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SC: Yes, Benjamin picks this up in Critique of Violence.4 The issue is, what is the force of the commandment against murder? Does it mean that murder is prohibited? Does it mean that murder will not happen? Benjamin’s thought is no, it doesn’t mean that murder isn’t going to happen. It means that murder is happening, but that murder is murder. The complexity of this is odd and I’ve tried to analyse it in my relationship to Levinas’ work in a different way. In Totality and Infinity Levinas says that the first word of ethics is thou shalt not commit murder.5 People will always object to Levinas on the basis that one can’t say this because we live in a violent world. But Levinas was perfectly well aware that we live in a violent world and experienced it first hand in the Second World War and he doesn’t need to be reminded of that. So if that’s the case, what’s going on? I think the situation is one in which we inhabit a world of war and violence and we have a fragile guide line or plumb line, as Benjamin would have it, of non-violence. This guideline of nonviolence is something that we have to wrestle with in actual situations. Non-violence is not some sort of Kantian moral law or the word of god. It’s a guideline that certain of us might choose to follow, yet we might also find ourselves in situations where that guideline has to be transgressed. One enters into a sequence of violence. If you do engage in a series of violent acts, does that mean that the violence is justified? No it doesn’t. So where this gets interesting is that Benjamin offers this fragile guideline for action, namely non-violence, while at the same time accepting the reality of the situation of violence into which we have been inserted by the fact of being alive. That means that we might have to transgress that commandment of non-violence, yet that transgression is never justified. So it’s a situation where rather than thinking about responsible violence it would be a question of thinking about occasions where violence is necessary but at the same time knowing that it is never justifiable. We live in a world where violence always seems to be justified one way or another. The violence of Al Qaeda against the United States was justified because of the humiliation of the Arab peoples or the occupation of Saudi Arabia during the first Gulf War. The violence of what happened in Afghanistan and Iraq is justified because of 9/11. So a violently imposed wrong becomes the basis for justification. It’s very complicated and it can’t be a question of simply maintaining a principle of nonviolence all the way down and neither is it simply a question of accepting and embracing forms of violence in the way in which someone could do on the basis of Zˇizˇek’s work for example. It has to be a much more complex dance or negotiation between non-violence and violence which I think is more supple and more true to the reality of the situation that we find ourselves in. DR: Yes. Zˇizˇek is certainly worth bringing in here. Earlier on you were referring to cycles of violence and histories of violence and that could perhaps be interpreted as a permanent state. I wondered if you could distinguish that from systemic or objective violence as Zˇizˇek might have it? To put it as simply as possible, as violence as a default situation which is now and again ruptured by abnormal non-violence. Subjective violence would be the opposite state of affairs. Critchley/ Ronalds 52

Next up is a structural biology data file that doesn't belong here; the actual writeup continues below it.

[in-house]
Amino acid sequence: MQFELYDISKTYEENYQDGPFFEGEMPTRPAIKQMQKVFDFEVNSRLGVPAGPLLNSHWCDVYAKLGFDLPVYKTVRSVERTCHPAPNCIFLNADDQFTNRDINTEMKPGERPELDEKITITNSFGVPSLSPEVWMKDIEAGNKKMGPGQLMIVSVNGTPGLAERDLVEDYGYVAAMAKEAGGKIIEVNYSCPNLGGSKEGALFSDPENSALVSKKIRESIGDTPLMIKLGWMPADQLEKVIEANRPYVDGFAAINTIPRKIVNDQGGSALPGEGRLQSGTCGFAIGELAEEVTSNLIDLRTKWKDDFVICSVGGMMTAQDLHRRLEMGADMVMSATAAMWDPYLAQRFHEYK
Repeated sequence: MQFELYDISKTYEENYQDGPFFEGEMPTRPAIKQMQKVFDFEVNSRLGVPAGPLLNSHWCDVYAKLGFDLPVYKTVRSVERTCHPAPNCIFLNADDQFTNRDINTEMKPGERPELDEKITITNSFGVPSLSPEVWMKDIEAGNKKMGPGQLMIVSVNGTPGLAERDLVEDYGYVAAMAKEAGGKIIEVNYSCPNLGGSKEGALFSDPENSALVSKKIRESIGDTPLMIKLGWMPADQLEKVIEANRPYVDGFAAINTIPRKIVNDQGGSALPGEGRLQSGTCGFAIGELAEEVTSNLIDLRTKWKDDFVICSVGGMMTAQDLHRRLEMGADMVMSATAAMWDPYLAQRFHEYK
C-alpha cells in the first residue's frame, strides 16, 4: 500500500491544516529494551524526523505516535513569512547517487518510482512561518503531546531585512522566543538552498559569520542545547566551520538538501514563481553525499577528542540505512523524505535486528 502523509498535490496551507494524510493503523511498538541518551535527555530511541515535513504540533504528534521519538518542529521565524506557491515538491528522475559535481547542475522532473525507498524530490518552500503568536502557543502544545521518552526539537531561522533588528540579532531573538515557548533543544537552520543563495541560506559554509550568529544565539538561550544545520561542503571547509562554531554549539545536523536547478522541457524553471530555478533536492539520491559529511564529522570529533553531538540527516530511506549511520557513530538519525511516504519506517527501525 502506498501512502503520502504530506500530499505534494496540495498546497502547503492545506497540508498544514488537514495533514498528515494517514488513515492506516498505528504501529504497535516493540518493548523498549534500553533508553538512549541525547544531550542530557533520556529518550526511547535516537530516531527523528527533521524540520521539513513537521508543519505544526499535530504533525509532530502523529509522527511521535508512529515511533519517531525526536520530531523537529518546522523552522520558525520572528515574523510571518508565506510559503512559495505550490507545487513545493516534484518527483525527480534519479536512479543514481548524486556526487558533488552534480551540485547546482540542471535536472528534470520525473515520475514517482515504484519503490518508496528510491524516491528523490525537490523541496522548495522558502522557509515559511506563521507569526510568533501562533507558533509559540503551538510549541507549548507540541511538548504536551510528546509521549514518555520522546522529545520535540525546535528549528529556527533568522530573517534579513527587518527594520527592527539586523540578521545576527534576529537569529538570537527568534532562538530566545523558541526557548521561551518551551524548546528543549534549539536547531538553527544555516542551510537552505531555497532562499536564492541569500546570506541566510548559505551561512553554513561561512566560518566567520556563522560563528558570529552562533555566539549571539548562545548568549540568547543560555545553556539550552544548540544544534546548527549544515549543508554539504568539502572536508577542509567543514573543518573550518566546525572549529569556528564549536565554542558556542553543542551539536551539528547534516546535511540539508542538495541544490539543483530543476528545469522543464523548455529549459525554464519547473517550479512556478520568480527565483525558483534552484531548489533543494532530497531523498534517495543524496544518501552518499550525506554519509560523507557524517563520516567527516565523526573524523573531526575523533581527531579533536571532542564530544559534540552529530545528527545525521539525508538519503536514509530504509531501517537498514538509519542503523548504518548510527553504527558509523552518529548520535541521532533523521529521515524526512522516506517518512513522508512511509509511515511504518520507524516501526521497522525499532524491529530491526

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SC: I think that both claims could be true in a sense. Zˇizˇek’s critique is a critique of subjective violence and that debates around violence are always subjectivized; how can you be violent? The ideological objective substrate of that is that there is an order of peace. He opposes that by emphasising the objective character of violence, namely that there is something intrinsically violent to the, let’s say capitalist system that we live within. That’s undeniable but I still don’t think that eliminates the question of subjective violence. In order to really tackle this we must also address the question of how we define violence. I remember years and years ago you’d get into debates at places like the ICA with Foucauldians and for them everything was violent. Language was violent, I mean everything. Violence had no limits and everything was an expression of some sort of intrinsic, almost metaphysical sense of violence. Such a view is, I think, unhelpful. When I’m talking about violence, I’m not talking about the violence of language or the violence of the system. I’m talking about physical violence and acts of physical violence because at least at that level it can be a little bit more contained. Maybe all the rest of it is true, that everything is violent, but at that point one starts to lose focus. Part of the violence/counter-violence issue for me is that I think this question really only takes on force in specific situations. So if we think about say, Ireland, or if we think about colonial situations, we’re presented with a cycle of violence and counter-violence that seems to be permanent. There can be different tales of the origin of that violence. There will always be some story about who started it . . . you started it, you invaded Ireland with your plantations and therefore what we do against you is justified. Or something like, we gave you civilisation, we brought you French language, you should be grateful. So the political situations we find ourselves in are very often marked by a seemingly permanently back and forth of violence and counter-violence. The question is how can that be arrested in a way that doesn’t disavow it. That for me is the issue. DR: Before we finish I was hoping we could shift focus a little and say something about humour, which I know you’ve thought and written about extensively in the past. Throughout our discussion about violence and losing it there has seemed to be a persistent allusion to an idea of a sort of splitting of self; of a presence of mind and a line which we can cross the other side of which is madness, or untamed violence and so on. I know you’ve spoken about a form of splitting of self in relation to humour and I was hoping you could say a bit about that.6 Is it at all comparable to what we’ve been talking about? SC: Well, perhaps to begin with, in relation to politics, which we’ve been speaking about, humour is an ambiguous tool. The great comic tradition really is a conservative tradition of people like Swift and Sterne and the rest. In a sense from Aristophanes onwards the comedians and the humorous have always been on the side of the past, trying to assert the values of the past and tradition against the absurdities of the manners of the present. So when let’s say progressive or left wing movements use humour they often make use of exactly the same forms as those people they oppose. For example, the old early eighties radical feminist separatist gag, how many men does it take to tile a bath? DR: It depends how thinly you slice them. parallax 53